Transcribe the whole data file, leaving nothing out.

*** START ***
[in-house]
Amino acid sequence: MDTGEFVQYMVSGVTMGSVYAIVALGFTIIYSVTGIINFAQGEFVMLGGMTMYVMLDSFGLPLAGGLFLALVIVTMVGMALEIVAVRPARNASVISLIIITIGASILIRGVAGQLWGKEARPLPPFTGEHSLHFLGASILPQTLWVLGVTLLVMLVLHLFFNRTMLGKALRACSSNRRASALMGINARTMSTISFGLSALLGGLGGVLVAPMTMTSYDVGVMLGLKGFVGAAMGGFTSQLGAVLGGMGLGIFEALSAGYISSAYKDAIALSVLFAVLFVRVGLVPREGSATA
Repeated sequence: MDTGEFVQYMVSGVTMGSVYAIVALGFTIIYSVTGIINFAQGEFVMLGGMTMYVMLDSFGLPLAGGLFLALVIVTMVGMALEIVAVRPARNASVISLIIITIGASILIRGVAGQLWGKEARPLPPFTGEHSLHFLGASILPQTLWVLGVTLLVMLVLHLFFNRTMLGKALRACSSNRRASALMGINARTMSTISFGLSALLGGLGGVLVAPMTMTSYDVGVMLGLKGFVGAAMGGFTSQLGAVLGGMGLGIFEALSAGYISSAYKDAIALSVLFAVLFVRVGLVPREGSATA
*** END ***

[in-house]
Amino acid sequence: MDTGEFVQYMVSGVTMGSVYAIVALGFTIIYSVTGIINFAQGEFVMLGGMTMYVMLDSFGLPLAGGLFLALVIVTMVGMALEIVAVRPARNASVISLIIITIGASILIRGVAGQLWGKEARPLPPFTGEHSLHFLGASILPQTLWVLGVTLLVMLVLHLFFNRTMLGKALRACSSNRRASALMGINARTMSTISFGLSALLGGLGGVLVAPMTMTSYDVGVMLGLKGFVGAAMGGFTSQLGAVLGGMGLGIFEALSAGYISSAYKDAIALSVLFAVLFVRVGLVPREGSATA
Repeated sequence: MDTGEFVQYMVSGVTMGSVYAIVALGFTIIYSVTGIINFAQGEFVMLGGMTMYVMLDSFGLPLAGGLFLALVIVTMVGMALEIVAVRPARNASVISLIIITIGASILIRGVAGQLWGKEARPLPPFTGEHSLHFLGASILPQTLWVLGVTLLVMLVLHLFFNRTMLGKALRACSSNRRASALMGINARTMSTISFGLSALLGGLGGVLVAPMTMTSYDVGVMLGLKGFVGAAMGGFTSQLGAVLGGMGLGIFEALSAGYISSAYKDAIALSVLFAVLFVRVGLVPREGSATA